The World Anti-Doping Agency (WADA) is not in the business of endorsing dietary supplements. There are no “WADA-approved” supplements in the world.

If an impression is being created, following the spate of positive tests reported in Indian athletics in recent days, that WADA does approve certain supplements, it needs to be clarified that there is no such thing as “WADA-approved.”

In fact, the WADA prohibits its accredited laboratories from testing supplements or endorsing any commercial product unless such testing is at the request of an anti-doping agency in connection with a dope investigation or disciplinary procedures.

The UK Anti-Doping Agency (UKADA), without having any approval system, guides athletes towards an independent website system through which they can verify whether a product is reputed, trustworthy or safe.

There is no commitment from UKAD, though about certifying such a product. No National Anti-Doping Organisation (NADO) endorses a product nor do they give online information about supplements on their drug reference online system.

It becomes an athlete's responsibility to explain how a banned drug got into the system. ‘Strict liability' is the fundamental principle. In simpler terms, athletes are responsible for what they ingest.

Despite having been in existence for more than two years, the National Anti-Doping Agency (NADA) has not put out a supplements warning on its website. Almost every NADO in the world has a standard warning about supplements.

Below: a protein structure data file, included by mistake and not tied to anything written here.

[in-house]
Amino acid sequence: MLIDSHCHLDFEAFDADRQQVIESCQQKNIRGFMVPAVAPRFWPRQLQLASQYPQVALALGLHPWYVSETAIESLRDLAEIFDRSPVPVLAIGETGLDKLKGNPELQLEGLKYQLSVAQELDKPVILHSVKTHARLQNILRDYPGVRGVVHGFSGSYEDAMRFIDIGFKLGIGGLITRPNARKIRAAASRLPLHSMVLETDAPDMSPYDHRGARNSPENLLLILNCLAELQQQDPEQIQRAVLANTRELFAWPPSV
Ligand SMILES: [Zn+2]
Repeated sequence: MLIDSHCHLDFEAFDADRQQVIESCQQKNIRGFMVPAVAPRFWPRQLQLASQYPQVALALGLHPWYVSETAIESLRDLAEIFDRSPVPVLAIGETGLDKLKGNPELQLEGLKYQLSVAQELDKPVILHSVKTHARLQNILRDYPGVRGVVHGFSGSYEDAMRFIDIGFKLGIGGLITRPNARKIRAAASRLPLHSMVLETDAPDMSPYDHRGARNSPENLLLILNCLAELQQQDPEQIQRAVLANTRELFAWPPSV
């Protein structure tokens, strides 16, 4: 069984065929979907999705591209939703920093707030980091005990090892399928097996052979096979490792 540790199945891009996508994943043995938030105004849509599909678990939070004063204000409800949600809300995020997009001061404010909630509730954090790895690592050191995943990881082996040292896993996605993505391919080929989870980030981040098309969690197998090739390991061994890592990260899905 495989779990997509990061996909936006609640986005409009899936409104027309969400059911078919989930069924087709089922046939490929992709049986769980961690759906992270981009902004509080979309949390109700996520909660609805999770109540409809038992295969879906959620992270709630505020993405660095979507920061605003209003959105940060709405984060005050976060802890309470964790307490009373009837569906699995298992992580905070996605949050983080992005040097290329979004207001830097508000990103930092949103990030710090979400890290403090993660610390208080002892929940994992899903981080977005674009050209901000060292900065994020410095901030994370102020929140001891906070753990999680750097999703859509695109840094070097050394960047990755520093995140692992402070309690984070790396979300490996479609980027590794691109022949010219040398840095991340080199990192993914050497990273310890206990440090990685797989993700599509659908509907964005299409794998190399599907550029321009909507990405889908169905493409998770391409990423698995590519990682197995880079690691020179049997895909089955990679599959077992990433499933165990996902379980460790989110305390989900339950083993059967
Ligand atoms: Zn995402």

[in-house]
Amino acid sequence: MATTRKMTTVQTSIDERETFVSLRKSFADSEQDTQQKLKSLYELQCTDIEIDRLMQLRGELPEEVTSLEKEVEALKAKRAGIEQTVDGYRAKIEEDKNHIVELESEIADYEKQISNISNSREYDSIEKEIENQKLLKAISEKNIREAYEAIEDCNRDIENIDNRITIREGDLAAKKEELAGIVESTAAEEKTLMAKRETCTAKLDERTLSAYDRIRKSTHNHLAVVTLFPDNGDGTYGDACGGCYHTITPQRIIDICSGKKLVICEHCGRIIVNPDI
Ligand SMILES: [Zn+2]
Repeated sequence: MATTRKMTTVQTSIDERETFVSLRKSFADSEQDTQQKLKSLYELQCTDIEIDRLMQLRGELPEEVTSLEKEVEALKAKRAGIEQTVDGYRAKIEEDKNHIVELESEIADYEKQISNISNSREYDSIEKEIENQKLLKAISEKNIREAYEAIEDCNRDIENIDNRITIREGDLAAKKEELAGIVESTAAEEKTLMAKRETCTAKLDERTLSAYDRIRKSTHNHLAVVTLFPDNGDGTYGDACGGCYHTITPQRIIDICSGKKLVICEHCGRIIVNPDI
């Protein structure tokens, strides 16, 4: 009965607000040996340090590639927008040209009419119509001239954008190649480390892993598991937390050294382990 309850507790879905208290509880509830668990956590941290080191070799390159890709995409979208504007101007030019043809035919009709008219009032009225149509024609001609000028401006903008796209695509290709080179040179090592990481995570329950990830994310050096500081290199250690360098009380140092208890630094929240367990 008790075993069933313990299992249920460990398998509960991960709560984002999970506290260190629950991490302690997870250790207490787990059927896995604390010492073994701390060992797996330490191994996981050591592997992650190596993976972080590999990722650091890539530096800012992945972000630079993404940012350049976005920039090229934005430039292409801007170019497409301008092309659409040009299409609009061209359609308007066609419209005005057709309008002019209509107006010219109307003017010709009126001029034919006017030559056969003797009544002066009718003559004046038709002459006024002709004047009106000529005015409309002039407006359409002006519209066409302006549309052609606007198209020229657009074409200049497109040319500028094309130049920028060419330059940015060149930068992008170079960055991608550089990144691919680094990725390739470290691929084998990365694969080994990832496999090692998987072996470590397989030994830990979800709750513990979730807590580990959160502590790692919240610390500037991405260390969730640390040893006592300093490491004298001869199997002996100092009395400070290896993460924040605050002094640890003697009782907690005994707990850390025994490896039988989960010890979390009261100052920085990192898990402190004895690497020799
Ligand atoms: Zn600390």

Last year when a spate of methylhexaneamine positive cases were reported, taking some of the athletes unawares, most of the leading NADOs put out special warnings to keep a watch on MHA.

The NADA is yet to do so. Though it has done a commendable job in exposing the doping menace in Indian athletics, the NADA would do well to issue an MHA warning since more and more athletes are falling for that drug.

Controversy

There is no mystery in either MHA or methandienone, the drug that is at the centre of the latest controversy, producing a flurry of ‘positive' tests. It only shows a particular drug is getting popular or a particular supplement is gaining preference.

It may also show that the source of a specific batch of ‘positive' cases could be just one source. No one raises this question when there is a spate of cases that throw up stanozolol or nandrolone. And testosterone, as reported earlier, continues to be the drug of choice in doping the world over.

A general question has also been raised in doping debates in recent days that no international athlete, who knows he is in the registered testing pool, will ever dope since he would know he could be tested any time.

Any athlete could be tested any time, anywhere, not necessarily registered athletes. The difference is an unregistered athlete need not be at a place where testers might come searching; he can easily evade if he is tipped off.

A registered athlete has to stay put at a particular place for one hour each day if he has listed that place in his ‘whereabouts' form.

“I have never tested positive”, an often-repeated argument, also has little meaning when you actually test positive. More than 95 to 98 per cent of the athletes undergoing bans are first-time offenders. Otherwise the doping world would be full of athletes serving life bans.

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